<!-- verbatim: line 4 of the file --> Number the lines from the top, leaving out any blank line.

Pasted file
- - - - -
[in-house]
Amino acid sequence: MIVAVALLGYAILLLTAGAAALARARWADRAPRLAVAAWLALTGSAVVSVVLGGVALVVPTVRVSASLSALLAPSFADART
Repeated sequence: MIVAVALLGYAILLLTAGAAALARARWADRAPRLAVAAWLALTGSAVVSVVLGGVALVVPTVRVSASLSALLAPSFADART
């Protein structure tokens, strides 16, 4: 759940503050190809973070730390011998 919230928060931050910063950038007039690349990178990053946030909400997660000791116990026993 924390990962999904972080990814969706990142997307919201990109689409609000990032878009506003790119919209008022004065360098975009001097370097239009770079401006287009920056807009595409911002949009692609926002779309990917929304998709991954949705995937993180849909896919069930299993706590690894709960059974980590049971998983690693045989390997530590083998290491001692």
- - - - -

């Protein structure tokens, strides 16, 4: 759940503050190809973070730390011998 919230928060931050910063950038007039690349990178990053946030909400997660000791116990026993 924390990962999904972080990814969706990142997307919201990109689409609000990032878009506003790119919209008022004065360098975009001097370097239009770079401006287009920056807009595409911002949009692609926002779309990917929304998709991954949705995937993180849909896919069930299993706590690894709960059974980590049971998983690693045989390997530590083998290491001692």